We were told in the first book that it is likely to be at least a hundred years, more likely four hundred, before the Galactic Hegemony bother to send anyone to see what happened to Earth - they have FTL travel but only an order of magnitude or so faster than lightspeed, so getting out to our part of the spiral arm takes a LONG time. However, the Terrans suspect that when the Hegemony Council finally do discover what happened to the Shongairi invasion fleet, they're likely to go bananas and classify humanity as an existential threat to everything they stand for.
The Hegemony Council had handed us to the Shongairi who they (correctly) regard as vicious killers, because they thought the same of us and decided to use one threat to get rid of another. When they find out that this group of bloodthirsty barbarians had managed to advance faster than the galactics had thought possible, and that the Shongairi invasion actually failed, their reaction is almost inevitable. It will be summed up by the old saying, "This animal is very wicked: when it's attacked it defends itself."
The Hegemony will realise that they're now faced with a race warlike enough to give the Shongairi a serious fight, which has the capacity to move ahead fast by their standards, has good reason both to loathe the Hegemony and to regard the Hegemony as already at war with them, and worst of all, doesn't think like them.
The Terrans who look through the captured databases conclude that it's unlikely that the Hegemony Council will do the right thing, apologise and offer compensation for what they did to Earth. It is far more likely that they're going to panic, forget all their noble principles and use the fact that they outnumber us by many thousands to one to come after the Terrans and try to crush us by sheer weight of numbers before we can seek revenge for the harm they have already done to us.
So the leaders of those who had defeated the Shongairi set out to unite the planet, to use the century or four before the aliens come back in far greater numbers to build MUCH more powerful defences and, if possible, find allies against them. This book tells the story of the first forty years of that task.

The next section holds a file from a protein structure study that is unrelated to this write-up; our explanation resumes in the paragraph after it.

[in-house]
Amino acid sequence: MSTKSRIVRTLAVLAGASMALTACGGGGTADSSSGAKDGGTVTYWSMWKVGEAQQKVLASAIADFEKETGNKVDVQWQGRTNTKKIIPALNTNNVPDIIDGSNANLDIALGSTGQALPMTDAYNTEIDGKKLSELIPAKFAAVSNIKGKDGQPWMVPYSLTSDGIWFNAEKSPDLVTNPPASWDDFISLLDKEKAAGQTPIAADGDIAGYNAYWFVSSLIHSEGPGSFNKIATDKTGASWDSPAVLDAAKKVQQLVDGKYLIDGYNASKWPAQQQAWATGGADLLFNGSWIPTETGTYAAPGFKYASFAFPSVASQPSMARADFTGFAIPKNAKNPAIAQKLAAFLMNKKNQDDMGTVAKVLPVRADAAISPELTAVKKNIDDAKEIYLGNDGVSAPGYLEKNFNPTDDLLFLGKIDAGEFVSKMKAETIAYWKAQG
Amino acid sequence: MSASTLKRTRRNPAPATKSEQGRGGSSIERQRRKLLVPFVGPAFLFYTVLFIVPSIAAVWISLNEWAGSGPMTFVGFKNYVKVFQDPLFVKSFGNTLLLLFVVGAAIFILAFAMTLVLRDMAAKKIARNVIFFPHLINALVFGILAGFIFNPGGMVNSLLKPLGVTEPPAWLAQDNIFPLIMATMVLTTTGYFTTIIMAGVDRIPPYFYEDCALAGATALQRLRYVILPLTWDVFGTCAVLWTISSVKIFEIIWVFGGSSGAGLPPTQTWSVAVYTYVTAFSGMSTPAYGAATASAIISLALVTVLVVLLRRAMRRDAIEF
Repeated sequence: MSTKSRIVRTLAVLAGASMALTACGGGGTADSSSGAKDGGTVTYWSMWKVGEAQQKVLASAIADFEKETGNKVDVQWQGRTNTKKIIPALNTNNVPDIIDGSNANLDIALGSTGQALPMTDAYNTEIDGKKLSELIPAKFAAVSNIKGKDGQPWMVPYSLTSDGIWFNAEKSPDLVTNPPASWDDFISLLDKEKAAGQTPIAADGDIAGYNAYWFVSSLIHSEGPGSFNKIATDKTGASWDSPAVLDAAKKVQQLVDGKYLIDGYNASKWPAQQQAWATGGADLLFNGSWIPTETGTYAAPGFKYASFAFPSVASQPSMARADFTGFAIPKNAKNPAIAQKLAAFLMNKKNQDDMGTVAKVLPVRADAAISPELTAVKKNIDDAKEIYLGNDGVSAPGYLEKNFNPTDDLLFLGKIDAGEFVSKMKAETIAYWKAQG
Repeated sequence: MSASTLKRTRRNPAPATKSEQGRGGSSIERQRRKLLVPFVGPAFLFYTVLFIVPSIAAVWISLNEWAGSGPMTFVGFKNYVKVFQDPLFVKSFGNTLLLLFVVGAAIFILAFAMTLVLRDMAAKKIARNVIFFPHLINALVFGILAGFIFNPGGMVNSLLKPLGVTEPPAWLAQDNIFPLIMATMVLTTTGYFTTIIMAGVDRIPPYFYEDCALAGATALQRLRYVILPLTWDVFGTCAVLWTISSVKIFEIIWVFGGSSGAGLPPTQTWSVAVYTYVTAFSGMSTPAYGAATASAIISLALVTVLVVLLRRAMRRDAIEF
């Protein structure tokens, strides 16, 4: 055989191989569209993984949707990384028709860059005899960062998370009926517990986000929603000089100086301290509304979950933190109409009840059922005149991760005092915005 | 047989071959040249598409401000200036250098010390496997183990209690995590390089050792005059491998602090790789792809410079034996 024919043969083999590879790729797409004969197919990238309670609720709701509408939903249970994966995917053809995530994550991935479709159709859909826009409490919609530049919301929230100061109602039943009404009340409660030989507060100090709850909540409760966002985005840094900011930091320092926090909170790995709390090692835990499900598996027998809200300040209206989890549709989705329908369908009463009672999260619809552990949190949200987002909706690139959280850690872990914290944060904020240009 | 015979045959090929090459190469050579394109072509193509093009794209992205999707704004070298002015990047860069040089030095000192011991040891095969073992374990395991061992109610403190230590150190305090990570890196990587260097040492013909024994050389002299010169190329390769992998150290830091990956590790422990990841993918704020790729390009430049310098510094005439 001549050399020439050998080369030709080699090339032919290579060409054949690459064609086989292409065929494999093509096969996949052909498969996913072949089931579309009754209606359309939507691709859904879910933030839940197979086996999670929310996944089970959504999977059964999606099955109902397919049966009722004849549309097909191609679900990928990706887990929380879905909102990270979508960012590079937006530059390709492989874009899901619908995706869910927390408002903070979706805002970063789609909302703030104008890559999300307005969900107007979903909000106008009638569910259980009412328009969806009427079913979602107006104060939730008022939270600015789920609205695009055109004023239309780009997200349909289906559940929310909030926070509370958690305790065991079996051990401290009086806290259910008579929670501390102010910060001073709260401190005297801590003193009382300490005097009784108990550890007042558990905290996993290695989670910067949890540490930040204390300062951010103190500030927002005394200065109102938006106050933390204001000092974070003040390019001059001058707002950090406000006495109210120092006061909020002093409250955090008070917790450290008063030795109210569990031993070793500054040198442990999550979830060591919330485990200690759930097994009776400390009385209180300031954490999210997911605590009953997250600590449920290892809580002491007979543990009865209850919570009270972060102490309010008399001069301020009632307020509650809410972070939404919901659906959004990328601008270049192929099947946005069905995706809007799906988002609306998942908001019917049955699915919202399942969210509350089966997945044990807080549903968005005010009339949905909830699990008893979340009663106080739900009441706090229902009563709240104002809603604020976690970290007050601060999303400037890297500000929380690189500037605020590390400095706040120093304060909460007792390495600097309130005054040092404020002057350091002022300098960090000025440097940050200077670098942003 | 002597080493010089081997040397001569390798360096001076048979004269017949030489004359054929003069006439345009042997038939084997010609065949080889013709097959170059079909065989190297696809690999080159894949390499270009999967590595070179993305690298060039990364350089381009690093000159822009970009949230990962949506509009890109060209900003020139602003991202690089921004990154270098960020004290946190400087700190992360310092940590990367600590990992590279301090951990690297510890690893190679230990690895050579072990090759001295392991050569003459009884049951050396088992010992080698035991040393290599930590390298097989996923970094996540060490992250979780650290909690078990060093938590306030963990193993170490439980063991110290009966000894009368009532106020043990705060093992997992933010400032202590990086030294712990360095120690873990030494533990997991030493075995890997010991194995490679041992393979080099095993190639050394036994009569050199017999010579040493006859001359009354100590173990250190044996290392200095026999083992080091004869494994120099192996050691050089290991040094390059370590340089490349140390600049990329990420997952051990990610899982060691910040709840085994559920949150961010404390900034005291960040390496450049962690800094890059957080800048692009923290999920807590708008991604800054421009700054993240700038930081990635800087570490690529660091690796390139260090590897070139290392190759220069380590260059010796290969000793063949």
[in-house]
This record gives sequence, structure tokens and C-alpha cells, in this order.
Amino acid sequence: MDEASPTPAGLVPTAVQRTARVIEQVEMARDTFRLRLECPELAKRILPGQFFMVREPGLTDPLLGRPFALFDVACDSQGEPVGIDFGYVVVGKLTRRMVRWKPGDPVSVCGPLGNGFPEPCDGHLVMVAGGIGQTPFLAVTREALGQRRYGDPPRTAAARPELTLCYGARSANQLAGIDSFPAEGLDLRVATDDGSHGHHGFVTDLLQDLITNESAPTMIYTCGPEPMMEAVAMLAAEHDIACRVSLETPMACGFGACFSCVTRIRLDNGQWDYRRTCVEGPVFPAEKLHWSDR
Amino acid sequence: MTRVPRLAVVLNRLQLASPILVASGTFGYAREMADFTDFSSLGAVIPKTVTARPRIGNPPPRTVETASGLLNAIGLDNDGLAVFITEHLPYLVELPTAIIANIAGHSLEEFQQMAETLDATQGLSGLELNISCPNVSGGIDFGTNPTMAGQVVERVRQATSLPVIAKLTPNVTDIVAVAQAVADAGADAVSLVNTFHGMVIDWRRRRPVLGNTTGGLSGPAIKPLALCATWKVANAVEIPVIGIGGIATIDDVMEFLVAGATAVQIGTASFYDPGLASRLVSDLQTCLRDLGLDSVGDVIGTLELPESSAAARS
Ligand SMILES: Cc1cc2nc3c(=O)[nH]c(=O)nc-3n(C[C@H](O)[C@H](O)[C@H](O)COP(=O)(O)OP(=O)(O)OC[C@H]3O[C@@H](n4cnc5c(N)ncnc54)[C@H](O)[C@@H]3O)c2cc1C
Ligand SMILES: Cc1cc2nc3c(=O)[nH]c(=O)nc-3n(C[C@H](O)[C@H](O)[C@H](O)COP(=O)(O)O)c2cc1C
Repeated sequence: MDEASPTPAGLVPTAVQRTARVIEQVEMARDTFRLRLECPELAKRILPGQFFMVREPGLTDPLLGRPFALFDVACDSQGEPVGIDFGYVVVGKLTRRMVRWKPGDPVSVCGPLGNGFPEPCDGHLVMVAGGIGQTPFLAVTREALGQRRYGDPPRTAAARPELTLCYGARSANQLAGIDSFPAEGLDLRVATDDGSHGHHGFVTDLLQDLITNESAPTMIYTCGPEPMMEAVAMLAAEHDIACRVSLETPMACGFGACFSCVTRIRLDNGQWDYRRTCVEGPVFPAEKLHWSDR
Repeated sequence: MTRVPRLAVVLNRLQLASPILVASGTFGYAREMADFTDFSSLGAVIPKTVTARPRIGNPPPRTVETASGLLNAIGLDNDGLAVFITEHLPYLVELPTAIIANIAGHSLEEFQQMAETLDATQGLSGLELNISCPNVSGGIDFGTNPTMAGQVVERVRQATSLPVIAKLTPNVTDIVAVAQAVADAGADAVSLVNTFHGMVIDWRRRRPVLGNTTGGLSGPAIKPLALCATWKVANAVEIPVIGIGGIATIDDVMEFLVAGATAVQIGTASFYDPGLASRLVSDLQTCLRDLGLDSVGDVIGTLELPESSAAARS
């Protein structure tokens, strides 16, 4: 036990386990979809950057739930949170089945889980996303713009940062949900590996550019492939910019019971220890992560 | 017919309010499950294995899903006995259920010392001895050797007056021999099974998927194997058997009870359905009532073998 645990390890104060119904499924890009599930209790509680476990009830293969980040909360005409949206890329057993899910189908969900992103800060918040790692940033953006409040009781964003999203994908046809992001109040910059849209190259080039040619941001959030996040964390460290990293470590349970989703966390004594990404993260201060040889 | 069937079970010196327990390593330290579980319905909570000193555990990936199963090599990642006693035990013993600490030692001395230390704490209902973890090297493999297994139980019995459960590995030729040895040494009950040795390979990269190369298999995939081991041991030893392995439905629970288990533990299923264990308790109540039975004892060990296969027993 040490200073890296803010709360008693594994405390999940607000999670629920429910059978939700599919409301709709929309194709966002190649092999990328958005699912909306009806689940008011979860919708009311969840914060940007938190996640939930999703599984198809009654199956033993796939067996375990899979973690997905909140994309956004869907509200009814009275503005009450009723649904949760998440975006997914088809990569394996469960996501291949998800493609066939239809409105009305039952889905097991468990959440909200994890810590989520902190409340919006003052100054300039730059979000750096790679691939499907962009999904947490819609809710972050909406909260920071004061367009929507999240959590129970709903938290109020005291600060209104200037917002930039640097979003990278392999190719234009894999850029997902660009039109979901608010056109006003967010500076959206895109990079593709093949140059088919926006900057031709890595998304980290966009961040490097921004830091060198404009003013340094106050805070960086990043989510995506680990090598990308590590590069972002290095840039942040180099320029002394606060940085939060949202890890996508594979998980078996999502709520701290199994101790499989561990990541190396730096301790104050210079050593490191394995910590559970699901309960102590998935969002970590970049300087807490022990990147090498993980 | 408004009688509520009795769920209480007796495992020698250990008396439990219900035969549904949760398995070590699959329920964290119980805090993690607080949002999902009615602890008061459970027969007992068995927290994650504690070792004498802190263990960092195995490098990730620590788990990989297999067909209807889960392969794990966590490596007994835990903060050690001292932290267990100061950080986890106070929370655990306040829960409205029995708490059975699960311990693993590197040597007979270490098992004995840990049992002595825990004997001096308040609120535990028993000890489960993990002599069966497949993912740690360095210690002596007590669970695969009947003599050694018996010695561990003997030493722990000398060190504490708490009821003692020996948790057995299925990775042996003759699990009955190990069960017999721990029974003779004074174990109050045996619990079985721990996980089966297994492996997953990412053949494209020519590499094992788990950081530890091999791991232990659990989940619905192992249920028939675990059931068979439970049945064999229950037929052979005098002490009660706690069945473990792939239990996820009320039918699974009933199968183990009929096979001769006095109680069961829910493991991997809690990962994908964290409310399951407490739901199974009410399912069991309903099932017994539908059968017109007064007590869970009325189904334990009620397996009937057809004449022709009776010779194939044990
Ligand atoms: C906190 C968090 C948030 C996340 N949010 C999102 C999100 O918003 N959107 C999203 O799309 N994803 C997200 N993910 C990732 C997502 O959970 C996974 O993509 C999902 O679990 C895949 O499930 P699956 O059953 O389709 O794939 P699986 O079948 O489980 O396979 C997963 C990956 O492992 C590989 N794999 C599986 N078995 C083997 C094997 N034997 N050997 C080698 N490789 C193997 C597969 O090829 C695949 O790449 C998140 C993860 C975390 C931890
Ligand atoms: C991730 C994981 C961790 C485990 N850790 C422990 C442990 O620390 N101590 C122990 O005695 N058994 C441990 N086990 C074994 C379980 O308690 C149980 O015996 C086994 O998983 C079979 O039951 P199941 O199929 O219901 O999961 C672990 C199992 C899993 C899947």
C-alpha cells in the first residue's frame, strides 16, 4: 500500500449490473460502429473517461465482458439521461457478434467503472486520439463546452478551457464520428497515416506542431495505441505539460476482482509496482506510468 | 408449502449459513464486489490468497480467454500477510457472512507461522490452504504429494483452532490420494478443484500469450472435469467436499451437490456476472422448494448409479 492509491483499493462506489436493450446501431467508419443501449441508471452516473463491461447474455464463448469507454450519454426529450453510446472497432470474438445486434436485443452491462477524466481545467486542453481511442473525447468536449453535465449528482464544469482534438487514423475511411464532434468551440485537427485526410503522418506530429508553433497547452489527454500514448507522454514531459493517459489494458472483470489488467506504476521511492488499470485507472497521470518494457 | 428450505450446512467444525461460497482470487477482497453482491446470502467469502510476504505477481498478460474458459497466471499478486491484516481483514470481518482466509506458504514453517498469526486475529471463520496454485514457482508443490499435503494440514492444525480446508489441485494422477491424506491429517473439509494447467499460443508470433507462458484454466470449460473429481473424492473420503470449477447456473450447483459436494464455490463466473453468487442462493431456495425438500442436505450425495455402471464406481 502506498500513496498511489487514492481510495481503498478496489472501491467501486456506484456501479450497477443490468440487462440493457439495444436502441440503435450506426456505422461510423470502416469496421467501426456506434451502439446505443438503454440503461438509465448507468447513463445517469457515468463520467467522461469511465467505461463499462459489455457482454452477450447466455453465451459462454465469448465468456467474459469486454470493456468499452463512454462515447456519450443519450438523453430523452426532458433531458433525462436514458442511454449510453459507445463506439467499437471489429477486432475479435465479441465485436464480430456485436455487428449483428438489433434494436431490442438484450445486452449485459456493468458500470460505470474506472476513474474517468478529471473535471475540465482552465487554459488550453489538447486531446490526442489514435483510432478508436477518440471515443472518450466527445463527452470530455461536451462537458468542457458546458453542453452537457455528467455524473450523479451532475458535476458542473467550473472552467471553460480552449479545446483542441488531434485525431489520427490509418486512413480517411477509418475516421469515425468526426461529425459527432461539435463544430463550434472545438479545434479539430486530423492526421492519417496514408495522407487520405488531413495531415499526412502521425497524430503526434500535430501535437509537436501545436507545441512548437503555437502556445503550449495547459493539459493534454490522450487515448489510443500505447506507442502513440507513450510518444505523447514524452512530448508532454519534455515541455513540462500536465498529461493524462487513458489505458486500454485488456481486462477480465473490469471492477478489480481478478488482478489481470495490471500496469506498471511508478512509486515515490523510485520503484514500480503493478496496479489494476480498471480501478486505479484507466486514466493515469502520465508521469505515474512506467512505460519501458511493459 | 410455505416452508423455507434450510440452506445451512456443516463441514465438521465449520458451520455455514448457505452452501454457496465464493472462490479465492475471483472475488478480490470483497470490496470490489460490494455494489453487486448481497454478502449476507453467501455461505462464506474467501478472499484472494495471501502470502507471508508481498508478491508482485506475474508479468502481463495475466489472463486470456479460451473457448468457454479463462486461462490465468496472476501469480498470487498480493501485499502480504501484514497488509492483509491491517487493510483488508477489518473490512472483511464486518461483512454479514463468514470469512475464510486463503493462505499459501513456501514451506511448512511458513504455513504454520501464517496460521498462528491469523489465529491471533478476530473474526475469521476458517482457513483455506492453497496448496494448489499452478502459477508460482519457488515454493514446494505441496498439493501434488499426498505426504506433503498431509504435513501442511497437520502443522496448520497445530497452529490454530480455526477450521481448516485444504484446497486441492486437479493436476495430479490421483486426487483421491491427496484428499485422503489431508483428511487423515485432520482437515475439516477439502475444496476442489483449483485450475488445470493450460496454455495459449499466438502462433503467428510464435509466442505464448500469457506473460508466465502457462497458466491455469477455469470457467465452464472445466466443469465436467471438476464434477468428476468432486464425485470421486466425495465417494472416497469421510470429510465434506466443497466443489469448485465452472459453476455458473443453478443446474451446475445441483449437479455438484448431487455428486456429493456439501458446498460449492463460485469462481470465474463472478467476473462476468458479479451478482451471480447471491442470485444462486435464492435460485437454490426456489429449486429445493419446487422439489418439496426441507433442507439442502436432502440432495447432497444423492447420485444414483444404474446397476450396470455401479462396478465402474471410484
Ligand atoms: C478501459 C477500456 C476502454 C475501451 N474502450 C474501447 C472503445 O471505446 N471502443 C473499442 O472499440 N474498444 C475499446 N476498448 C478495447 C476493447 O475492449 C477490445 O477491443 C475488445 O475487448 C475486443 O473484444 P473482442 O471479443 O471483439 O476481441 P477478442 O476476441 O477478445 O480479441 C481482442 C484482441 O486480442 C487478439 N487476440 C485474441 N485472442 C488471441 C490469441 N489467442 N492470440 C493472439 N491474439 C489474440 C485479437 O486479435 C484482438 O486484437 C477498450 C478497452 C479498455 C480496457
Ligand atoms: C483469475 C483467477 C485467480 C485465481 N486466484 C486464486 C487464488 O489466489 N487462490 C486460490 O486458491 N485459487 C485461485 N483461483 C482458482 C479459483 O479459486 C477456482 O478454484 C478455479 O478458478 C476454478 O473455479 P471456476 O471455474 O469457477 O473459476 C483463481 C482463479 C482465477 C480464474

OK. Let's address the aspect of these two books which will cause many people who like hard SF and military SF - e.g. most of the people who will pick up a David Weber book - the most difficulty. How on earth can Weber and Kennedy expect that kind of reader to take seriously the idea that vampires not only exist, but could defeat an alien invasion by means which on the face of it appear supernatural.
There have been other "Vampires in Space" science fiction novels which attempted to provide at least a hint of a scientific explanation of how vampires might be real, of which far and away the best are Robert Frezza's comedy SF novel Mclendon's Syndrome and its' sequel, "The VMR Theory." But the capabilities of people with Mclendon's syndrome in those novels were far less extreme and apparently supernatural than those of the vampires in "Out of the Dark" and "Into the light." Plus Frezza's books were comedies so his vampires in space did not seek to be taken seriously.
"Into the Light" provides the first hint of how the Vampires' extraordinary abilities could exist in a universe where scientific knowledge also exists and technology (usually) works.
To say much more than this would be a spoiler but let me finish this review with words with which every science fiction reader should be familiar, Arthur C Clarke's law: "Any sufficiently advanced technology is indistinguishable from magic."
This book is clearly meant to set the stage for bigger events to come, and it does this quite well. Story arcs for major characters are fleshed out nicely and Weber creates an interesting take on how humanity might move beyond nation states for governance.
It was the last portion of the story that I felt was a touch unrealistic. Weber wets our appetite for cool new tech in earlier chapters but rarely uses it until almost the very end of the story. Instead of building up its use to give more impact on the story, the action scenes when we get them are, well, a bit underwhelming. It all feels a bit rushed and not up to the standard of Webers usual combat scenes.
Overall I enjoyed it and I will certainly pick up the next book in the series to see where Weber takes us next!
DELIGHTED!!!!! TO SEE ON THE DAVID WEBER WEBSITE THE NEXT SAFEHOLD BOOK IS SCHEDULED TO BE WRITTEN – HOPEFULLY PUBLISHED IN 2021
Agree very much with a previous reviewer’s comment “MARMITE BOOK ALERT - Of course, it's a marmite book, everything David Weber writes or contributes to is loved by some people and loathed by others but I suspect that may be even more true of this one than most.”
I have read all the Honor Harrington series and am a huge fan of the Safehold series. I don.t think David Weber is capable of writing a bad book.
MORE PLEASE DAVID